Identity fraud is one the fastest-growing crimes in the UK – but there are plenty of steps you can take to help protect yourself against becoming a victim of identity fraud, and checking your credit report is a great place to start.
To protect yourself from identity fraud the Home Office recommends that you check your credit report regularly, because it gives you a snapshot of your financial history and all your credit accounts.
You can see any recent applications made for credit in your name, spot any unfamiliar accounts or inexplicable debts immediately. If you check your credit report regularly, you will be able to pick up on and put a stop to any problems before they escalate.
Checking your credit report can be a good way to keep a close eye on your financial history
Make sure you do this before you throw them away to protect your identity. This doesn't just apply to bank or credit card statements, even an old catalogue showing your name, address and account number could be enough to help a thief steal your identity.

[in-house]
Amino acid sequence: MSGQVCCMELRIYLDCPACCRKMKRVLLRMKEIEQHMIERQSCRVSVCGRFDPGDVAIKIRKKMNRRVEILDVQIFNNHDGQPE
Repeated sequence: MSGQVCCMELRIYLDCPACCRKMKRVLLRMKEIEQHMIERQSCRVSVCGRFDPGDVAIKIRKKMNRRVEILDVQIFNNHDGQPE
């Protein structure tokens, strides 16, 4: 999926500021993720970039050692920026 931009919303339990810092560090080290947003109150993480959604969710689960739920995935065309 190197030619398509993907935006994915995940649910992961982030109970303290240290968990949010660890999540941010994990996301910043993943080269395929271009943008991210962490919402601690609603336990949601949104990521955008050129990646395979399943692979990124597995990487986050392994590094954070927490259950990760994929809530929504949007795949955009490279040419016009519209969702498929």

Look through your bank and credit card statements thoroughly for any suspicious transactions.
If important documents like your passport or driving licence are lost or stolen, report it to the relevant organisation as soon as possible.
Phishing usually takes place through emails claiming to be from your bank, but phishing phone calls have also been reported. Phishing scams will ask you for personal details like account numbers, PINs or password – but you shouldn't ever give away this kind of information.
You probably wouldn't think twice about mentioning your pet's name or your children's names, but many people use this kind of information as passwords too – so giving away this kind of information too freely could leave you vulnerable to identity fraud.
If you aren't, thieves could use your previous address details to get credit, and run up debts in your name.
It's best to do this for at least a year if you move house so that your post can't get into the wrong hands.
It's good practice to not tell you PIN or passwords to anyone, no matter how much you trust them, and don't write them down anywhere either.
If you don't receive important documents in the post when you were expecting them you should act straight away. Contact the sender and advise them that you haven't received your documents.
A key element of identity protection is staying vigilant and keeping on top of your post among other things.